One morning he informed his physicians, These are the ordinary signs by which death has Dr. Cheyne and Dr. Baynard, and his apothecary, always been distinguished ; and it would be as Mr. Skrine, that he had found for some time "he reasonable " to seek hot water beneath cold ice,” could expire when he pleased, and by an effort as to look for any remnant of vitality beneath so in-come to life again.” He composed himself for animate an exterior. The cessation of breathing, the trial, while one felt his pulse, another his in the opinion of Sir Benjamin Brodie--and no heart, and the third applied a looking glass to his opinion, from his natural acuteness, his philosoph- month. Gradually the pulse ceased to beat, the ical habits, and his vast experience, can be more heart to throb, the breath to stain the mirror, until entitled to weight—is alone a decisive test of the the nicest scrutiny could discover no indication extinction of life, and a test as palpable to sense that he lived. Thus he continued for half an in the application as it is sure in the result. “ The hour ; his physicians believing that he had carried movements,” he says, “ of respiration cannot be the experiment too far, and was dead beyond reoverlooked by any one who does not choose to call, when life returned, as it had receded, by overlook them, and the heart never continues to gradual steps. It was at nine o'clock in the act more than four or five minutes after respiration morning that the trial was made, and at six in has ceased." The ancient distinction of the heart the evening Colonel Townshend was a corpse. wis to be “primum vivens, ultimum moriens,". The post-mortem examination did nothing towards the first to live, the last to die : and a Commission clearing up the mystery. His only disorder was of the French Academy, who lately made a report a cancer of the right kidney, which accounted for on the subject, admit that when there is a consid- his death, without accounting for his singular erable pause in its pulsations, it is impossible for power of suspending at will the functions of life. life to be lurking in the body. But as the heart Many boldly cut the knot they are not able to uncan only beat for a brief space unless the lungs tie, and maintain that there was an action of heart play, and as common observers can detect the lat- and lungs which the physicians wanted the skill ter more readily than the former, the termination to perceive. The narrative of Cheyne leaves an of the breathing is the usual and safe criterion of opening for criticism ; but let it be considered that deaih. To ascertain with precision whether it had he was a man of eminence, that all three attendcompletely stopped, it was formerly the custom to ants were professional persons, accustomed to apply a feather or a mirror to the lips. When mark and estimate symptoms, that their attention
was aroused to the utmost by previous notice, and medicine, relates the anecdote as if he was satisthat they had half an hour to conduct their obser- fied of its truth, and the fate which one has narvations ; and it must at least be acknowledged rowly missed it is not impossible may have overthat the signs which escaped them were too ob- taken others. But even at sea, nothing short of scure to be a safe criterion for the world at large. the grossest negligence could occasion the calamYet whatever may be its other physiological bear-ity; and for negligence, we repeat, there is no ings, it is no exception to the rule that life and effectual cure. breath are, for the purposes of sepulture, convert- The ceasing to breathe is not the only criterion ible terms. Without attaching importance to a of death antecedent to corruption. There is a principal peculiarity of the case, that it required second token specified by Shakspeare, and familan effort of the will to bring Colonel Towoshend iar to every village nurse, which is quite concluinto the state, and that by an effort of the will he sive--the gradual transition from suppleness to could bring himself out of it, he was unable, after rigidity. The first effect of death is relaxation of all, to prolong the period of suspended, or appa- the muscles. The lower jaw usually drops, the rently suspended, animation beyond a single half limbs hang heavily, the joints are flexible, and hour; and in order to his being buried alive, he the flesh soft. The opposite state of contraction must have been a party to the act, and prepared ensues ; then the joints are stiff and the flesh firm, his funeral in advance. The assumption, indeed, and the body, lately yielding and pliant, becomes pervades M. Fontenelle's book, that everybody hard and unbending. The contraction commences wrongly supposed to be dead had a narrow escape in the muscles of the neck and trunk, appears of premature interment, though it has never been next in the upper extremities, then in the lower, long, in any instance that is known to be authen- and finally recedes in the same order in which it tic, before some outward sign attracted attention, came on. It begins on an average five or six unless death had merely slackened his pace, in-hours after death, and ordinarily continues from stead of turning aside his footsteps. Funerals, it sixteen to twenty-four. But the period both of is true, on the continent take place sooner than its appearance and duration are considerably varied with us.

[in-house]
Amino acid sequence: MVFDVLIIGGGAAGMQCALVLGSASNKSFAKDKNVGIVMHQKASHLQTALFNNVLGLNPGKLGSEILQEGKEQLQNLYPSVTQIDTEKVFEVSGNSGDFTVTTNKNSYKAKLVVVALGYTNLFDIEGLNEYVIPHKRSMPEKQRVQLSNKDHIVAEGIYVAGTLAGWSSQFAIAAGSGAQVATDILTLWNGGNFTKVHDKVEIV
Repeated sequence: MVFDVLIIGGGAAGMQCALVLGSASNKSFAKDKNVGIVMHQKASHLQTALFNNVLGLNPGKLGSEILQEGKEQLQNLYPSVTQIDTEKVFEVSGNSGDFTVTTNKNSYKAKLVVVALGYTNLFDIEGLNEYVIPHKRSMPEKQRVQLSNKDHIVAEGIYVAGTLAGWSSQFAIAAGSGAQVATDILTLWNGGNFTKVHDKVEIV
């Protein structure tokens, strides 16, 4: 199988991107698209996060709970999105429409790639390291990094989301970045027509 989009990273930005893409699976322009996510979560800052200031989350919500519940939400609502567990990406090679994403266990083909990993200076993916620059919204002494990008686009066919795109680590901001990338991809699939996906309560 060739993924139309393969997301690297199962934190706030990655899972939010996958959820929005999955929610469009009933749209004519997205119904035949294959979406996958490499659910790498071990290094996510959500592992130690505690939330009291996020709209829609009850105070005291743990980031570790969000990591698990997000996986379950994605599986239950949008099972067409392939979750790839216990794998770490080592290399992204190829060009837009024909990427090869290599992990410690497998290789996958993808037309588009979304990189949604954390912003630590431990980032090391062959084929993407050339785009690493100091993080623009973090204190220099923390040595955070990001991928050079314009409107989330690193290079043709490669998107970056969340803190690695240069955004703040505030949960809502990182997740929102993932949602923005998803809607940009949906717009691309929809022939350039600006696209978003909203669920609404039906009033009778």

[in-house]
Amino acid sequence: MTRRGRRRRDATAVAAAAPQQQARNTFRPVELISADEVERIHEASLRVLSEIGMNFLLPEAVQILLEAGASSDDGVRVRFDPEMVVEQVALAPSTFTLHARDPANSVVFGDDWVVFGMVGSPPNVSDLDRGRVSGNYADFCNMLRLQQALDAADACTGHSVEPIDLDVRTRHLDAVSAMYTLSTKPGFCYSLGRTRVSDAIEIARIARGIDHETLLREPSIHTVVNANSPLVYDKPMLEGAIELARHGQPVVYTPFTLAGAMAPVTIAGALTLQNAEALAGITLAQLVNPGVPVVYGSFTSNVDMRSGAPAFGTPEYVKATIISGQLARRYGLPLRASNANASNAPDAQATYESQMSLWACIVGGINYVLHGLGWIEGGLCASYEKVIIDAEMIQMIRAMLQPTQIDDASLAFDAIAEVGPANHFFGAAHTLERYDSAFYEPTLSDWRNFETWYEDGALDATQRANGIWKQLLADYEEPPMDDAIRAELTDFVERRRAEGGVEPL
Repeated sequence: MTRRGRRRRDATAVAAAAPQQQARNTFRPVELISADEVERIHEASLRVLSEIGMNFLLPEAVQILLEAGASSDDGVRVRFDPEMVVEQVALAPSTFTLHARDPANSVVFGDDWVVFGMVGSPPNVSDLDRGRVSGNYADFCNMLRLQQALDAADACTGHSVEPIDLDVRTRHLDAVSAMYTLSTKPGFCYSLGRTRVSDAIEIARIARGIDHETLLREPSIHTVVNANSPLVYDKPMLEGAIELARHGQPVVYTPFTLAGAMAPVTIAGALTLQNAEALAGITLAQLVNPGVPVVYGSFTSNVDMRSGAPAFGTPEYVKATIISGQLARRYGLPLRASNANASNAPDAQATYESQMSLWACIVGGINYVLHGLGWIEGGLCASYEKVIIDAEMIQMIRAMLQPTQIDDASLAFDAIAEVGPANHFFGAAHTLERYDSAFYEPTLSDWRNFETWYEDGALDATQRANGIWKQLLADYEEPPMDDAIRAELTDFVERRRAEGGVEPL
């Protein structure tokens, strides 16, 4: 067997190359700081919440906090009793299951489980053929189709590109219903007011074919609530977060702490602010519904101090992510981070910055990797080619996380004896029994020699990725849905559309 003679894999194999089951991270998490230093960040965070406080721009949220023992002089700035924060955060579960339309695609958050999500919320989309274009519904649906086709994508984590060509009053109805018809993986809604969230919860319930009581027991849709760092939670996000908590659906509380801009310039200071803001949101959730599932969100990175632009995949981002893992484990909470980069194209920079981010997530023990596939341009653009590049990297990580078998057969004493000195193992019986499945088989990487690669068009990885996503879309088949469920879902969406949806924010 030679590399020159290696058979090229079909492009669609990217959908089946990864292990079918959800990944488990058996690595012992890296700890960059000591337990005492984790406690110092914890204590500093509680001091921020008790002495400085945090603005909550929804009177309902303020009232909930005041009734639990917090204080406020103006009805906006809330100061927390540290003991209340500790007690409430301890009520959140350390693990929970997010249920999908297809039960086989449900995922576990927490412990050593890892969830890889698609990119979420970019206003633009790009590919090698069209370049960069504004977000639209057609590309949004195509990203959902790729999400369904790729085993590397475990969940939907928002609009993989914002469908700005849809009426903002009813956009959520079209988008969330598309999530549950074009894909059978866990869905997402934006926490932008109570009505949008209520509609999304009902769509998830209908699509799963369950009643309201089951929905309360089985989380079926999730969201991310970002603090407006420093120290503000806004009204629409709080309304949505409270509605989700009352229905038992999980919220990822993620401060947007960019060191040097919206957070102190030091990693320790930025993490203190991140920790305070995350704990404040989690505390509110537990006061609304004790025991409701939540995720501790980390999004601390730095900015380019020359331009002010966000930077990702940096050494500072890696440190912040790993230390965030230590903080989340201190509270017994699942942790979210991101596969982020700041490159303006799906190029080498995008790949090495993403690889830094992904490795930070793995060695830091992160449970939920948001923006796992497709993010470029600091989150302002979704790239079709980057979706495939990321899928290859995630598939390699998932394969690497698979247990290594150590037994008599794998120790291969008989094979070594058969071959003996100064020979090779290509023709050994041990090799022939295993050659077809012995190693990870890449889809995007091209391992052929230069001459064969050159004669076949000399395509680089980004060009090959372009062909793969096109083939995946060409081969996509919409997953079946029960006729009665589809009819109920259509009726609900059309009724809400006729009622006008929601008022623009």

In Spain, if M. Fontenelle's word is a by the constitution of the person, the nature of the warrant for the fact, whoever oversleeps himself death, and the state of the atmosphere. With will have to finish out his slumbers in the grave the aged and seeble, with those who die of chronic --which, beyond doubt, is the most powerful diseases, and are wasted away by lingering sickincentive to early rising that was ever devised. ness, it comes on quickly—sometimes in half an But in France, the grand theatre for these har-hour—and remains for a period which is short in rowing tragedies, it is usual to bury on the third proportion to the rapidity of its appearance. With day; and if at that interval it was common for the strong and the muscular, with the greater part seeming corpses to revive, we, in this country, of the persons who perish by a sudden or violent should be habituated to behold persons whose death in the fulness of their powers, it is slow in death had been announced, whose knell had tolled, advancing, and slow in going off. In cases like and whose coffins had been made, rise up and doff these, it is often a day or two before it commences, their grave-clothes, to appear once more among and it has been known to last a week. When astonished friends. Yet, so far is this from being decay begins its reign, this interregnum of cona frequent occurrence, that who ever heard in traction is at an end, and therefore a warm and modern England of a person who had been num- humid atmosphere, which hastens corruption, curhered three days among the dead resuming his tails the period of rigidity, while it is protracted vacant place among the living? At sea there in the cold and dry weather that keeps putrefacmay be better ground for apprehension. Nothing tion at bay. Though a symptom of some disormore excites the superstitious fears of a sailor than ders, there is this clear line between mortal rigida cat thrown overboard or a corpse that is not ; ity and the spasm of disease—that in the latter and very shortly after death occurs it is usual to the attack is never preceded by the appearance of transfer the body from the ship to the deep. On death. In the one case the result comes after a one occasion a man, with concussion of the brain, train of inanimate phenomena; in the other, amidst who had lost the power of speech and motion, functions peculiar to life. The alarmists, who overheard what must have been to him the most deal in extravagant fables, will persist in retaining interesting conversation that ever fell upon his unreasonable fears; but upon no question are medears-a discussion between his brother and the ical authorities more thoroughly agreed than that captain of the vessel, as to whether he should be the moment the contraction of the muscles is appaimmediately consigned to the waves, or be carried rent, there can be no revival, unless the breath of to Rotterdam, to be buried on shore. Luckily life could be breathed afresh into the untenanted their predilections were for a land funeral; and, clay. though a colloquy so alarming might have been There is one effect of the muscular contraction expected to complete the injury to the poor man's of death which often occasions erroneous and painbrain, he recovered from the double shock of fright ful ideas. In the stage of relaxation, when the and disease. Dr. Alfred Taylor, who has treated muscles fall, and there is neither physical action the signs of death with the sound sense and sci- nor mental emotion to disturb the calm, the counence that distinguish all his writings upon legal tenance assumes the “mild, angelic air” described